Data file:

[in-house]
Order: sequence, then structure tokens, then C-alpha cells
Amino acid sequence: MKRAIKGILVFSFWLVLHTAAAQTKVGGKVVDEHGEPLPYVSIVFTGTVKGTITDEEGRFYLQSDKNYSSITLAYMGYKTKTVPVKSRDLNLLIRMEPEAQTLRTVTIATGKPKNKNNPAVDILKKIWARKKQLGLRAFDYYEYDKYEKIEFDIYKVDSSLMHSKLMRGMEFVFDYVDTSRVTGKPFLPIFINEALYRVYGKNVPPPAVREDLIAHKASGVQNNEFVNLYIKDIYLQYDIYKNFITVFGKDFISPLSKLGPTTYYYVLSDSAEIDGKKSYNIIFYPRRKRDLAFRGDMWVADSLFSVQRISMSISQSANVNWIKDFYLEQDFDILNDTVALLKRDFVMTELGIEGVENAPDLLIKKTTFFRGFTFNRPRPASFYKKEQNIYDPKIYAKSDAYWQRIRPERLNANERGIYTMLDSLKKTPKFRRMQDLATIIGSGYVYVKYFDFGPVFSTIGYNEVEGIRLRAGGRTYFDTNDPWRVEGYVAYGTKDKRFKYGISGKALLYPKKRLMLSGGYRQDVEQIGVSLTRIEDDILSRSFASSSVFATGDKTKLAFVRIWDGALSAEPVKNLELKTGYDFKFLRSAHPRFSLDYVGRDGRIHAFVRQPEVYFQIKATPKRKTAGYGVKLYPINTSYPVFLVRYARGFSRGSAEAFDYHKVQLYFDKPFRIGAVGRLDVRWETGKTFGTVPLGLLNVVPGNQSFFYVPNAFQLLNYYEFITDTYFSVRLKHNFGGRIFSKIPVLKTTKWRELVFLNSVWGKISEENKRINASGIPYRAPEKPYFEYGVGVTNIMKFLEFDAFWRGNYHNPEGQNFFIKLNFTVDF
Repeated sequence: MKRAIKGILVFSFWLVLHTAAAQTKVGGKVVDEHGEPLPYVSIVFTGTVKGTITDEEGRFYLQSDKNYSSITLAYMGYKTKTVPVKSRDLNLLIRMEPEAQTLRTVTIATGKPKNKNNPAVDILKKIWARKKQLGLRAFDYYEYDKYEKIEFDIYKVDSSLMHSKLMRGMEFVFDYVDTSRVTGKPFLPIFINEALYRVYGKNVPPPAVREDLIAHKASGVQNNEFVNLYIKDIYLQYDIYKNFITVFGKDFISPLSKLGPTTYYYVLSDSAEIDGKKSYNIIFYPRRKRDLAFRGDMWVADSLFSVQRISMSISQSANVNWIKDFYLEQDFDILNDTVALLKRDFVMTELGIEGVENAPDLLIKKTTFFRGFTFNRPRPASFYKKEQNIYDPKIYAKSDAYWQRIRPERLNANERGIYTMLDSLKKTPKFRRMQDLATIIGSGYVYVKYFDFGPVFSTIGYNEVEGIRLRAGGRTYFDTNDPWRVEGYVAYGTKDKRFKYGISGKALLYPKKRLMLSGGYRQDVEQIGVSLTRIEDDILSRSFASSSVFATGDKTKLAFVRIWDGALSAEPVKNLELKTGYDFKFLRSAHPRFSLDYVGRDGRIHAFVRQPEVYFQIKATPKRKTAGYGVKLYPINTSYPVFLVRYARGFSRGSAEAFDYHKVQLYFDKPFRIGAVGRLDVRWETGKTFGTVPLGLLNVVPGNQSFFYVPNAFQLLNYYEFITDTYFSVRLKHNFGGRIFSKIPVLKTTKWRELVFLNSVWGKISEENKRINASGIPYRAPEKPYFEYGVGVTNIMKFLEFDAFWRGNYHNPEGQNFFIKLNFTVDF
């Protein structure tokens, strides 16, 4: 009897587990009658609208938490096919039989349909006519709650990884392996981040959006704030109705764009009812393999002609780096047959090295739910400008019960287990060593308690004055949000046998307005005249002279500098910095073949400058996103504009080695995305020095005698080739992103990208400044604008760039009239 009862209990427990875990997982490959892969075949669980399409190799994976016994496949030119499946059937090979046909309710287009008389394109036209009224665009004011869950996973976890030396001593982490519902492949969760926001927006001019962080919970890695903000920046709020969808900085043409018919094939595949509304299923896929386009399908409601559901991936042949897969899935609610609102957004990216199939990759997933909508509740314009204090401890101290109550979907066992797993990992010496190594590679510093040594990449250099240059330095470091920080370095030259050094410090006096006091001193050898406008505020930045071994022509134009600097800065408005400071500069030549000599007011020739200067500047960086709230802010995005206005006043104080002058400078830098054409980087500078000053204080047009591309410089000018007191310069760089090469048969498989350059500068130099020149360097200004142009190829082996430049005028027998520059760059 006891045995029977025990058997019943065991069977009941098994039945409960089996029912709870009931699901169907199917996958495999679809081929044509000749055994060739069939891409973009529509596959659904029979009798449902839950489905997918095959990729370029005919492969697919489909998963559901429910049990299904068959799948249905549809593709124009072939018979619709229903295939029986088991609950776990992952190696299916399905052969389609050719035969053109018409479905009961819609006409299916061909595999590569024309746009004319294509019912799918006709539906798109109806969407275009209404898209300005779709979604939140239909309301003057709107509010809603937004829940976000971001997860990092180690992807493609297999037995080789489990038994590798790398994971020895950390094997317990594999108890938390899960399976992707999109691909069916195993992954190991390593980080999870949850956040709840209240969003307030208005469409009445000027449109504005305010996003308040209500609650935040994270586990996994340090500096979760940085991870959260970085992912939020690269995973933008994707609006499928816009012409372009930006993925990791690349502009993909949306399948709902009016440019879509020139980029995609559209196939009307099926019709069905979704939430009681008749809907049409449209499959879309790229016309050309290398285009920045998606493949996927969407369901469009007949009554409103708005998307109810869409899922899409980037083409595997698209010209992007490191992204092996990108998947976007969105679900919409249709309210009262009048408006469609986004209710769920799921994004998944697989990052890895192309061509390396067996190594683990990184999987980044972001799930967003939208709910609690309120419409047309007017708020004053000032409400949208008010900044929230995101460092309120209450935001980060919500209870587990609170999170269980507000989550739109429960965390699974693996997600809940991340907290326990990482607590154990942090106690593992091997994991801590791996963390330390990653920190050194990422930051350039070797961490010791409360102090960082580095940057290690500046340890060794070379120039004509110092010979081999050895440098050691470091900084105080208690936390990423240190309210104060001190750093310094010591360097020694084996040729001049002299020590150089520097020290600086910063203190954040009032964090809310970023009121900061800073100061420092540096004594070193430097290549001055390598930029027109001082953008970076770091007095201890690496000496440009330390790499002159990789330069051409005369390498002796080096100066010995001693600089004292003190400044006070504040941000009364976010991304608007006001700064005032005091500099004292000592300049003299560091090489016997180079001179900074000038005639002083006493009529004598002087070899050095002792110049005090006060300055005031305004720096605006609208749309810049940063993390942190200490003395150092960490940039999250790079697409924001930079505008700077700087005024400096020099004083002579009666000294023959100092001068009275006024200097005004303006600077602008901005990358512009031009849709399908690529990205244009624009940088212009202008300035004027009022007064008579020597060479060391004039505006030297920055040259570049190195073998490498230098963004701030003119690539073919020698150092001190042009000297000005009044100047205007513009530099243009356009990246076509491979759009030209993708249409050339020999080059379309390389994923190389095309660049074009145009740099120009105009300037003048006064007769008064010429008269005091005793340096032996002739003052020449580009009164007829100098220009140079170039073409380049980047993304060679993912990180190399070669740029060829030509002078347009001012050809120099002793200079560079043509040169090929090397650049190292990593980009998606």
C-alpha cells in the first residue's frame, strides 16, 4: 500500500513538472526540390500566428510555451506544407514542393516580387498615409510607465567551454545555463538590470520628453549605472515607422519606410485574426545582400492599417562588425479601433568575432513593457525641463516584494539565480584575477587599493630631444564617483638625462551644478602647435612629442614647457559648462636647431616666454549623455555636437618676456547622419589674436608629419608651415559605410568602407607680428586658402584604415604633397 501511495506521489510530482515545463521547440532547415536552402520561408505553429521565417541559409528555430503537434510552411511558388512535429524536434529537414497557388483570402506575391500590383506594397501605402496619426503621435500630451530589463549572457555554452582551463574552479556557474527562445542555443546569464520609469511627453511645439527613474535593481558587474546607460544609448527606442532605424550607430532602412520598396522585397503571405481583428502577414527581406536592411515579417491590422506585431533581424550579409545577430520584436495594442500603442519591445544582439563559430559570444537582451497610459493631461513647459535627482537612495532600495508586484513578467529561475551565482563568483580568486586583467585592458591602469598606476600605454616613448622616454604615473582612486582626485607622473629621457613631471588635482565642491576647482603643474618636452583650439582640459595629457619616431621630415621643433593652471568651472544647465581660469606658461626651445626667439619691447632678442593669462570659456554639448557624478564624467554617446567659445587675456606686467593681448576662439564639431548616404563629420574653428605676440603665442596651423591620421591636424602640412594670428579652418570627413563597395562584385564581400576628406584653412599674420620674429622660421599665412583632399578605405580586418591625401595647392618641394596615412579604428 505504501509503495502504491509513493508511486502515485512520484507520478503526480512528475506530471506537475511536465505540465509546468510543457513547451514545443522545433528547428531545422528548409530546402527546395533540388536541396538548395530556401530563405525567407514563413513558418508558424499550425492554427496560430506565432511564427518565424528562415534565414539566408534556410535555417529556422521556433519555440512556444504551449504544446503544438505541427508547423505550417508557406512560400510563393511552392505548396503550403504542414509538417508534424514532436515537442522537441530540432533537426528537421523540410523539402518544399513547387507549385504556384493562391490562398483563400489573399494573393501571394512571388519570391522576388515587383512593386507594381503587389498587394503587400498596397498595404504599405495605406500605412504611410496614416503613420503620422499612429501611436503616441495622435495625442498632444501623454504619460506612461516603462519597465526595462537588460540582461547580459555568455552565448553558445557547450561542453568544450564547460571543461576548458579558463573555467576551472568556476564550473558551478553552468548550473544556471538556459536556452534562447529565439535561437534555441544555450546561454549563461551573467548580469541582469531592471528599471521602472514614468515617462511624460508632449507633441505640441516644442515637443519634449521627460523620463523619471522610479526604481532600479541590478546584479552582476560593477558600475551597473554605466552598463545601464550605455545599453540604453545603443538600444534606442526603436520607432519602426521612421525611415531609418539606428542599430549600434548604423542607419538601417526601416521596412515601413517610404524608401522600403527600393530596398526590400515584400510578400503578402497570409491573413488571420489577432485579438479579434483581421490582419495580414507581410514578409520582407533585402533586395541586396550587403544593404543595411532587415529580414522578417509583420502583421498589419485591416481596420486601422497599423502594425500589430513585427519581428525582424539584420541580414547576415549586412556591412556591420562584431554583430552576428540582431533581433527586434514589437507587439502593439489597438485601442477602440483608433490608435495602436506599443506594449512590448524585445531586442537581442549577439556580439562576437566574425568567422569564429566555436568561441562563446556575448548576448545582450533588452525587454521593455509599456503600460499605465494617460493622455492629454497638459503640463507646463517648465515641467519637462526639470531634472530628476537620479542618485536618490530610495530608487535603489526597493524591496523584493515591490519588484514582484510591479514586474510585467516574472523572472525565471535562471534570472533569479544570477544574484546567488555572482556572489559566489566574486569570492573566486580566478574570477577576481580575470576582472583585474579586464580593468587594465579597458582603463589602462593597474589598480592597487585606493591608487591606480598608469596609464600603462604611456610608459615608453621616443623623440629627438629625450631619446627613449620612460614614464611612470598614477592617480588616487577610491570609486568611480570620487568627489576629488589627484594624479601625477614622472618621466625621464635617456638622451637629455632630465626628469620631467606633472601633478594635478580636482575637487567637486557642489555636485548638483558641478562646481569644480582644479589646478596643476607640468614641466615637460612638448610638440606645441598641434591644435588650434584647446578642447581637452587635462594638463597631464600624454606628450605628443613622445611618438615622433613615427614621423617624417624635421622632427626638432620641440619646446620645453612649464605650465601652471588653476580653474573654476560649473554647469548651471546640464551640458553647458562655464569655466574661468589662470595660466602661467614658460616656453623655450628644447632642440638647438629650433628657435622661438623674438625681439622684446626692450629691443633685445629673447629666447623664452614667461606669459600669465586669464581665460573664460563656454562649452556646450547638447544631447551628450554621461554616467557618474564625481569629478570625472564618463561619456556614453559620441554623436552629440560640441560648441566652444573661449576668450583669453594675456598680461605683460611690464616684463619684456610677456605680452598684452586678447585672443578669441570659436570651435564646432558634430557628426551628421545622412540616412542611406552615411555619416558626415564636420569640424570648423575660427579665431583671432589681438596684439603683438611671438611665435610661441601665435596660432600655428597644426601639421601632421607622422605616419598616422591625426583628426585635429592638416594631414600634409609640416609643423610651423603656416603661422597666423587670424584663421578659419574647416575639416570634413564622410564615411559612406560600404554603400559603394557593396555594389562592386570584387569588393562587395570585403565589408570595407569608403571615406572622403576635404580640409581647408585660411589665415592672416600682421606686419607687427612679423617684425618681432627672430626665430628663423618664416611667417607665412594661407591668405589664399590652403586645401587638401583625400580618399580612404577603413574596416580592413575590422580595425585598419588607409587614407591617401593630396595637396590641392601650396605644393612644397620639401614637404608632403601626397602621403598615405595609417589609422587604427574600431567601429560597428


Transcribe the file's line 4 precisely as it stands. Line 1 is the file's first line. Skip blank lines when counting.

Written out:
Repeated sequence: MKRAIKGILVFSFWLVLHTAAAQTKVGGKVVDEHGEPLPYVSIVFTGTVKGTITDEEGRFYLQSDKNYSSITLAYMGYKTKTVPVKSRDLNLLIRMEPEAQTLRTVTIATGKPKNKNNPAVDILKKIWARKKQLGLRAFDYYEYDKYEKIEFDIYKVDSSLMHSKLMRGMEFVFDYVDTSRVTGKPFLPIFINEALYRVYGKNVPPPAVREDLIAHKASGVQNNEFVNLYIKDIYLQYDIYKNFITVFGKDFISPLSKLGPTTYYYVLSDSAEIDGKKSYNIIFYPRRKRDLAFRGDMWVADSLFSVQRISMSISQSANVNWIKDFYLEQDFDILNDTVALLKRDFVMTELGIEGVENAPDLLIKKTTFFRGFTFNRPRPASFYKKEQNIYDPKIYAKSDAYWQRIRPERLNANERGIYTMLDSLKKTPKFRRMQDLATIIGSGYVYVKYFDFGPVFSTIGYNEVEGIRLRAGGRTYFDTNDPWRVEGYVAYGTKDKRFKYGISGKALLYPKKRLMLSGGYRQDVEQIGVSLTRIEDDILSRSFASSSVFATGDKTKLAFVRIWDGALSAEPVKNLELKTGYDFKFLRSAHPRFSLDYVGRDGRIHAFVRQPEVYFQIKATPKRKTAGYGVKLYPINTSYPVFLVRYARGFSRGSAEAFDYHKVQLYFDKPFRIGAVGRLDVRWETGKTFGTVPLGLLNVVPGNQSFFYVPNAFQLLNYYEFITDTYFSVRLKHNFGGRIFSKIPVLKTTKWRELVFLNSVWGKISEENKRINASGIPYRAPEKPYFEYGVGVTNIMKFLEFDAFWRGNYHNPEGQNFFIKLNFTVDF